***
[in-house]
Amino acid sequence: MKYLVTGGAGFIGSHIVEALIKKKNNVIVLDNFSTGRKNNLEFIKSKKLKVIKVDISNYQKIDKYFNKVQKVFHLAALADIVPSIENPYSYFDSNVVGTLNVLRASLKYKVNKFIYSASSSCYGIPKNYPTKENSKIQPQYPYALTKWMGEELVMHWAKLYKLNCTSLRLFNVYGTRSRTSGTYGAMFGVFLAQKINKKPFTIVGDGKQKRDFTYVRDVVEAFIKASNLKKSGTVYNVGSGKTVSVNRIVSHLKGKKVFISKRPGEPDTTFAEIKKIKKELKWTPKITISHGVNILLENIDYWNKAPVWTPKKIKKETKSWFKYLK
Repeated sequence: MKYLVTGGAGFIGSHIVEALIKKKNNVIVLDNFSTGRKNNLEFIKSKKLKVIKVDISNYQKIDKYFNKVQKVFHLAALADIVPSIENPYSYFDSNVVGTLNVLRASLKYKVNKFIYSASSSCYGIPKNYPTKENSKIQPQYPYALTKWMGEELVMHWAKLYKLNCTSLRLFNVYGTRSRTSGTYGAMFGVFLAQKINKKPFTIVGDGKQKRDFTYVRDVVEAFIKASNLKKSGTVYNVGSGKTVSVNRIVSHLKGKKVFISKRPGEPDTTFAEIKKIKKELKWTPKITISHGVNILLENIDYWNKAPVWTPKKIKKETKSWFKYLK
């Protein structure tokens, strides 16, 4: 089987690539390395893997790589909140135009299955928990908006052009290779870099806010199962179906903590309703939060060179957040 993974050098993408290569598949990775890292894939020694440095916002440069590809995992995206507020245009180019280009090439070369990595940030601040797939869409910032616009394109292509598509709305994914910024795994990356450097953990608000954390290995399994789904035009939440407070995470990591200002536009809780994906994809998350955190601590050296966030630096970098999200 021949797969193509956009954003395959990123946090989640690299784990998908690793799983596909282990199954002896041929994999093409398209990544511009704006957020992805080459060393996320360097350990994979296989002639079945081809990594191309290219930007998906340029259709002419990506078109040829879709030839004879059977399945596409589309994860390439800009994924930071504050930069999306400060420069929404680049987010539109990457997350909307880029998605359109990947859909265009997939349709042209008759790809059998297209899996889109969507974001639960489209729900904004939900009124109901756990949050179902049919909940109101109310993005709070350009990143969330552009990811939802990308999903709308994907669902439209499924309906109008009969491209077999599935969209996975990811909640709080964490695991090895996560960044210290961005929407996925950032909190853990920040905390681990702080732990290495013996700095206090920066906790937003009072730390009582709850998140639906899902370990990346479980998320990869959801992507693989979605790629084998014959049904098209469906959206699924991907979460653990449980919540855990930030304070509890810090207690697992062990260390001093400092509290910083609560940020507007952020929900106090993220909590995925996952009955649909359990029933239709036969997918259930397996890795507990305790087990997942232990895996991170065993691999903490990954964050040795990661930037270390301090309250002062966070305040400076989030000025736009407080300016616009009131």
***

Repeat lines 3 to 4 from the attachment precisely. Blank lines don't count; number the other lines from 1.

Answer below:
Repeated sequence: MKYLVTGGAGFIGSHIVEALIKKKNNVIVLDNFSTGRKNNLEFIKSKKLKVIKVDISNYQKIDKYFNKVQKVFHLAALADIVPSIENPYSYFDSNVVGTLNVLRASLKYKVNKFIYSASSSCYGIPKNYPTKENSKIQPQYPYALTKWMGEELVMHWAKLYKLNCTSLRLFNVYGTRSRTSGTYGAMFGVFLAQKINKKPFTIVGDGKQKRDFTYVRDVVEAFIKASNLKKSGTVYNVGSGKTVSVNRIVSHLKGKKVFISKRPGEPDTTFAEIKKIKKELKWTPKITISHGVNILLENIDYWNKAPVWTPKKIKKETKSWFKYLK
């Protein structure tokens, strides 16, 4: 089987690539390395893997790589909140135009299955928990908006052009290779870099806010199962179906903590309703939060060179957040 993974050098993408290569598949990775890292894939020694440095916002440069590809995992995206507020245009180019280009090439070369990595940030601040797939869409910032616009394109292509598509709305994914910024795994990356450097953990608000954390290995399994789904035009939440407070995470990591200002536009809780994906994809998350955190601590050296966030630096970098999200 021949797969193509956009954003395959990123946090989640690299784990998908690793799983596909282990199954002896041929994999093409398209990544511009704006957020992805080459060393996320360097350990994979296989002639079945081809990594191309290219930007998906340029259709002419990506078109040829879709030839004879059977399945596409589309994860390439800009994924930071504050930069999306400060420069929404680049987010539109990457997350909307880029998605359109990947859909265009997939349709042209008759790809059998297209899996889109969507974001639960489209729900904004939900009124109901756990949050179902049919909940109101109310993005709070350009990143969330552009990811939802990308999903709308994907669902439209499924309906109008009969491209077999599935969209996975990811909640709080964490695991090895996560960044210290961005929407996925950032909190853990920040905390681990702080732990290495013996700095206090920066906790937003009072730390009582709850998140639906899902370990990346479980998320990869959801992507693989979605790629084998014959049904098209469906959206699924991907979460653990449980919540855990930030304070509890810090207690697992062990260390001093400092509290910083609560940020507007952020929900106090993220909590995925996952009955649909359990029933239709036969997918259930397996890795507990305790087990997942232990895996991170065993691999903490990954964050040795990661930037270390301090309250002062966070305040400076989030000025736009407080300016616009009131």